Martin B. Michaelsen

 

Bio note

Martin Bruun Michaelsen just graduated from Aalborg University in applied philosophy. His interest in basic income sparked last year when he joined BIEN Denmark as an intern. He became a board member after the internship as part of his studies, and have travelled around Denmark promoting basic income in different institutions since. He aspires to work in a field where he can inspire people to rethink their life and dogmas (suggestions are always welcome!), which is also the reason he is so invested in the basic income movement. Generally, he is motivated by meeting and discussing new thoughts, and is therefore always ready for a friendly chat.

 

Abstract

I will argue that basic income can be justified through a non-instrumental understanding of universalism. The problem of today is that we are used to this instrumentalism. I will argue that the focus on how to best achieve the values we want, undermines itself. Many a revolution to create a free society has ended more tyrannical like the French. Likewise, the defense of muslim women’s right to not be oppressed by the household through laws of criminalizing the veil, undermines the women’s freedom to choose her own clothing.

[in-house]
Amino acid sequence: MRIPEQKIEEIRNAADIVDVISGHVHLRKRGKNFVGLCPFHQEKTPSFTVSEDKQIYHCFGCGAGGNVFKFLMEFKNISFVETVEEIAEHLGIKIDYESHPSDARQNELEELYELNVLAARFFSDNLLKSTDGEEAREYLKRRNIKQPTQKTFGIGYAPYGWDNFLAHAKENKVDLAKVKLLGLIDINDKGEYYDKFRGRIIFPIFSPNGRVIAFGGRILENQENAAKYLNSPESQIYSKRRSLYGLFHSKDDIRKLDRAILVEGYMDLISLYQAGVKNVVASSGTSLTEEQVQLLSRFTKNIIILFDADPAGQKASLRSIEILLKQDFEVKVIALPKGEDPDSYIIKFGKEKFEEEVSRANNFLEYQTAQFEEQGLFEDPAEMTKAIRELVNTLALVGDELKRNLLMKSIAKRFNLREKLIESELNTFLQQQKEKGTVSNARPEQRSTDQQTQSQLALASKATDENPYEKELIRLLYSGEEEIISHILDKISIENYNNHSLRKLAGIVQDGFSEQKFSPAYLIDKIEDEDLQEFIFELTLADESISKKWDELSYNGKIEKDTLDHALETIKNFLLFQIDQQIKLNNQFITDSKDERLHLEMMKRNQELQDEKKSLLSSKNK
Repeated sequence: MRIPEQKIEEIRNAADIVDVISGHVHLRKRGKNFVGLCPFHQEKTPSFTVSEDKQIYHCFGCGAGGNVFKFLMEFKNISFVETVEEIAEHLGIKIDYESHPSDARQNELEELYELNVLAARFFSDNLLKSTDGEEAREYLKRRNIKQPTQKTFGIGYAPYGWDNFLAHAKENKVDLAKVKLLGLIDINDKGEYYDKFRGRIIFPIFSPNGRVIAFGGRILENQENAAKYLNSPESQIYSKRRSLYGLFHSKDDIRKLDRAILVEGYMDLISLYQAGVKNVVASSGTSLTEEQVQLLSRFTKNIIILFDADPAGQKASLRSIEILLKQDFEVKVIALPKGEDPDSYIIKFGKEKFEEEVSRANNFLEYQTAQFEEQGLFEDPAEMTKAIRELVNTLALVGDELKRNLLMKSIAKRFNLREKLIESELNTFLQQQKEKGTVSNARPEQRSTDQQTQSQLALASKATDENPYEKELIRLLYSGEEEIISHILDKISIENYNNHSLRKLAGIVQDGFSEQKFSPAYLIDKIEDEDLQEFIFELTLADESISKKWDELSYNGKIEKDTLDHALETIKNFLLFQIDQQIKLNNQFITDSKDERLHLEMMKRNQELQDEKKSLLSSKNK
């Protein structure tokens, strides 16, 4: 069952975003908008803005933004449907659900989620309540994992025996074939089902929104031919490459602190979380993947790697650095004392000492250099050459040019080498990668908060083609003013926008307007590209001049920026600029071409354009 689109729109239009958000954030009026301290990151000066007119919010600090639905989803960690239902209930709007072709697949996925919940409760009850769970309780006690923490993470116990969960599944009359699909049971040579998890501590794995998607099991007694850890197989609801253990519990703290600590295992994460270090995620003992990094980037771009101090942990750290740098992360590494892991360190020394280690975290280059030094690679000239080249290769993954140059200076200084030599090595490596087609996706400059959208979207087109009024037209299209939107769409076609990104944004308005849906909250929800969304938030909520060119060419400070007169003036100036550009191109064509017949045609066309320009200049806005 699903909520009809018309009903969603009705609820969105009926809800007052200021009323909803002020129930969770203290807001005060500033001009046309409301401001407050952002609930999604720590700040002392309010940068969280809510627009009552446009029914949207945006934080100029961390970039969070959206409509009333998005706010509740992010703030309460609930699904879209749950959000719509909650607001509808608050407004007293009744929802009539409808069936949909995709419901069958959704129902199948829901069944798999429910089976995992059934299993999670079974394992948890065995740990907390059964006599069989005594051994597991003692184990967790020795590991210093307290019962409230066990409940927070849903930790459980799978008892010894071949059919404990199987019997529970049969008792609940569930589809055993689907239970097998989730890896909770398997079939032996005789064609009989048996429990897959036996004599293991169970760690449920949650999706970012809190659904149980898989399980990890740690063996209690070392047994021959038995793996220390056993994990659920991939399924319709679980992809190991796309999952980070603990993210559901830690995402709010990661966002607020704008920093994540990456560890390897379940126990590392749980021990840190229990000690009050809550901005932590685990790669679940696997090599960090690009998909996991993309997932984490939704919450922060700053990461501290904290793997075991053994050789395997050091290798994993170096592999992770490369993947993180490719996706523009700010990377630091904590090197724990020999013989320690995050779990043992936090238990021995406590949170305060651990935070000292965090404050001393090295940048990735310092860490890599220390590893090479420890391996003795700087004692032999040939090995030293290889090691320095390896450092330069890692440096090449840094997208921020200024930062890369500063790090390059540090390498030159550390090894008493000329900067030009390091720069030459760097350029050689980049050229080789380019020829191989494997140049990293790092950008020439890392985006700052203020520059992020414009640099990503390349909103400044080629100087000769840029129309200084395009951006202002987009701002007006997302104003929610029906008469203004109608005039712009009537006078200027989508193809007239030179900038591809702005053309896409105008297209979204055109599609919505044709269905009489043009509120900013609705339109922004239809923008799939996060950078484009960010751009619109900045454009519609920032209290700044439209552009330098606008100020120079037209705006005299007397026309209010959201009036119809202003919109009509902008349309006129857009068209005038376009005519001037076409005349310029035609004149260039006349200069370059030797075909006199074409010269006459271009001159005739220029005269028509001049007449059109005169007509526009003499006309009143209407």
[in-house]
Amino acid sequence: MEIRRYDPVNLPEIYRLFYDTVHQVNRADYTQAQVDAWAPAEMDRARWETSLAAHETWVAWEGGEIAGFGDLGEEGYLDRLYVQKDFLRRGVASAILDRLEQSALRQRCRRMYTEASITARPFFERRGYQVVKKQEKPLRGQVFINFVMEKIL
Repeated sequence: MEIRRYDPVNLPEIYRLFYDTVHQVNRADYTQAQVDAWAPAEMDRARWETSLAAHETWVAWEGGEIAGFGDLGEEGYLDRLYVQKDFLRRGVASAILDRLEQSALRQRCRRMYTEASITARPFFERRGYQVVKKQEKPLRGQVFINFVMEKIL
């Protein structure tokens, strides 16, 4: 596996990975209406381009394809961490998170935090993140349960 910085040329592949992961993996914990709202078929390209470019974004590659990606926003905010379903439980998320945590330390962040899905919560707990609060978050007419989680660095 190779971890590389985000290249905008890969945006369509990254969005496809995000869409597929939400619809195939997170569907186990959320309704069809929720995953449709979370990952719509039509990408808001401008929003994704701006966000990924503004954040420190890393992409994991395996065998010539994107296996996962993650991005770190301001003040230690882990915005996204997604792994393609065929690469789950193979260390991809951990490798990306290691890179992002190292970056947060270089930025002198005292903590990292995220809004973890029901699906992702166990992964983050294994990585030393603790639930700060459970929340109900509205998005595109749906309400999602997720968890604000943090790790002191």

I won’t argue for nor against, if fighting fire with fire is justified or a solution. I will argue that basic income serves as a monumental standard, on how we can reinterpret universalism to transcend the struggles of the instrumental. The instrumental is to define one’s tools, theories and goals, and then choose the best combination of tool and theory to achieve these goals. However, when this becomes a matter of politics and other forms of social action, we reduce our peers to objects unable to have differing thoughts. Especially Benhabib, inspired by Habermas, has contributed heavily to a new understanding of a society structure, where we won’t enforce this “sameness” upon others. Likewise, reinterpretations of classical philosophers, like Kant, and poststructuralist thinking, like Laclau & Mouffe, all point to the same inherent problem of instrumental universalism. Basic Income, as I see it, circumvent this problem by not giving solutions to people, but enabling solutions by people. Thus, Basic Income can be justified by a rethinking of the universal.